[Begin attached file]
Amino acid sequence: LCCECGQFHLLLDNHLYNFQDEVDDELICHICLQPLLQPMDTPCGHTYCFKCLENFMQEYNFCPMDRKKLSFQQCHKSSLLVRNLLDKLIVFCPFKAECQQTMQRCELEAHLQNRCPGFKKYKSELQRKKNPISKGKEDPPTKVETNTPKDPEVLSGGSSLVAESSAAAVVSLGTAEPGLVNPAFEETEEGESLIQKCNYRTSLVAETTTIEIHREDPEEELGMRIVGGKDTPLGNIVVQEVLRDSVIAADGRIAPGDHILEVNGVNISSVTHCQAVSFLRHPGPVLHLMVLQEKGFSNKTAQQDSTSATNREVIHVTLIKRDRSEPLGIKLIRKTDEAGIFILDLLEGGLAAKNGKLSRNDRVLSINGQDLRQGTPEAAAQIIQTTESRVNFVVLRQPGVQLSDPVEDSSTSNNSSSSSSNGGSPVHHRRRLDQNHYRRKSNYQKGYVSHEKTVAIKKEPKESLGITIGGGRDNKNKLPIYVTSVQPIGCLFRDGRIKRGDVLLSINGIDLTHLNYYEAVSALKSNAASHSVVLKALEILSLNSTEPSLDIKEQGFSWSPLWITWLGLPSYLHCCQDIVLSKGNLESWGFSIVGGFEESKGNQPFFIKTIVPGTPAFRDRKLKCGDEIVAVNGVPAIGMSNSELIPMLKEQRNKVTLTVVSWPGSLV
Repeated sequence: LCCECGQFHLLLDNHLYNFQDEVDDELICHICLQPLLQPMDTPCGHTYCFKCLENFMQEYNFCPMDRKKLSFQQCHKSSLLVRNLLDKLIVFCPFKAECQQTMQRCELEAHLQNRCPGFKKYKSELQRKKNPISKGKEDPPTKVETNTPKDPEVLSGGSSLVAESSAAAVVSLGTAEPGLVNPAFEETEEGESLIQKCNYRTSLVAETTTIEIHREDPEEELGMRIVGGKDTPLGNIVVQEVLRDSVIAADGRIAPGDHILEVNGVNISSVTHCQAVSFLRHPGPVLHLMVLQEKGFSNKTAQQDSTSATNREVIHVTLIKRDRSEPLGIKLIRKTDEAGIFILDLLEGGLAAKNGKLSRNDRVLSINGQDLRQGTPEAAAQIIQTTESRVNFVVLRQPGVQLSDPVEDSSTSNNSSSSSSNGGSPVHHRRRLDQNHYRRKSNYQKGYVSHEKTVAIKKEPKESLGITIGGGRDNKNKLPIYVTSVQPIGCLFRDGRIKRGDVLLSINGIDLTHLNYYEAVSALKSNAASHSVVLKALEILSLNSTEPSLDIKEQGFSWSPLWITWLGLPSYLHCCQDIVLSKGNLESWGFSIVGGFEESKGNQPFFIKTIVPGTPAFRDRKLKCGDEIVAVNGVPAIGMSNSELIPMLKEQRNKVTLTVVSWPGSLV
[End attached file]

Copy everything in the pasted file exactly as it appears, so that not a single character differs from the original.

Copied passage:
Amino acid sequence: LCCECGQFHLLLDNHLYNFQDEVDDELICHICLQPLLQPMDTPCGHTYCFKCLENFMQEYNFCPMDRKKLSFQQCHKSSLLVRNLLDKLIVFCPFKAECQQTMQRCELEAHLQNRCPGFKKYKSELQRKKNPISKGKEDPPTKVETNTPKDPEVLSGGSSLVAESSAAAVVSLGTAEPGLVNPAFEETEEGESLIQKCNYRTSLVAETTTIEIHREDPEEELGMRIVGGKDTPLGNIVVQEVLRDSVIAADGRIAPGDHILEVNGVNISSVTHCQAVSFLRHPGPVLHLMVLQEKGFSNKTAQQDSTSATNREVIHVTLIKRDRSEPLGIKLIRKTDEAGIFILDLLEGGLAAKNGKLSRNDRVLSINGQDLRQGTPEAAAQIIQTTESRVNFVVLRQPGVQLSDPVEDSSTSNNSSSSSSNGGSPVHHRRRLDQNHYRRKSNYQKGYVSHEKTVAIKKEPKESLGITIGGGRDNKNKLPIYVTSVQPIGCLFRDGRIKRGDVLLSINGIDLTHLNYYEAVSALKSNAASHSVVLKALEILSLNSTEPSLDIKEQGFSWSPLWITWLGLPSYLHCCQDIVLSKGNLESWGFSIVGGFEESKGNQPFFIKTIVPGTPAFRDRKLKCGDEIVAVNGVPAIGMSNSELIPMLKEQRNKVTLTVVSWPGSLV
Repeated sequence: LCCECGQFHLLLDNHLYNFQDEVDDELICHICLQPLLQPMDTPCGHTYCFKCLENFMQEYNFCPMDRKKLSFQQCHKSSLLVRNLLDKLIVFCPFKAECQQTMQRCELEAHLQNRCPGFKKYKSELQRKKNPISKGKEDPPTKVETNTPKDPEVLSGGSSLVAESSAAAVVSLGTAEPGLVNPAFEETEEGESLIQKCNYRTSLVAETTTIEIHREDPEEELGMRIVGGKDTPLGNIVVQEVLRDSVIAADGRIAPGDHILEVNGVNISSVTHCQAVSFLRHPGPVLHLMVLQEKGFSNKTAQQDSTSATNREVIHVTLIKRDRSEPLGIKLIRKTDEAGIFILDLLEGGLAAKNGKLSRNDRVLSINGQDLRQGTPEAAAQIIQTTESRVNFVVLRQPGVQLSDPVEDSSTSNNSSSSSSNGGSPVHHRRRLDQNHYRRKSNYQKGYVSHEKTVAIKKEPKESLGITIGGGRDNKNKLPIYVTSVQPIGCLFRDGRIKRGDVLLSINGIDLTHLNYYEAVSALKSNAASHSVVLKALEILSLNSTEPSLDIKEQGFSWSPLWITWLGLPSYLHCCQDIVLSKGNLESWGFSIVGGFEESKGNQPFFIKTIVPGTPAFRDRKLKCGDEIVAVNGVPAIGMSNSELIPMLKEQRNKVTLTVVSWPGSLV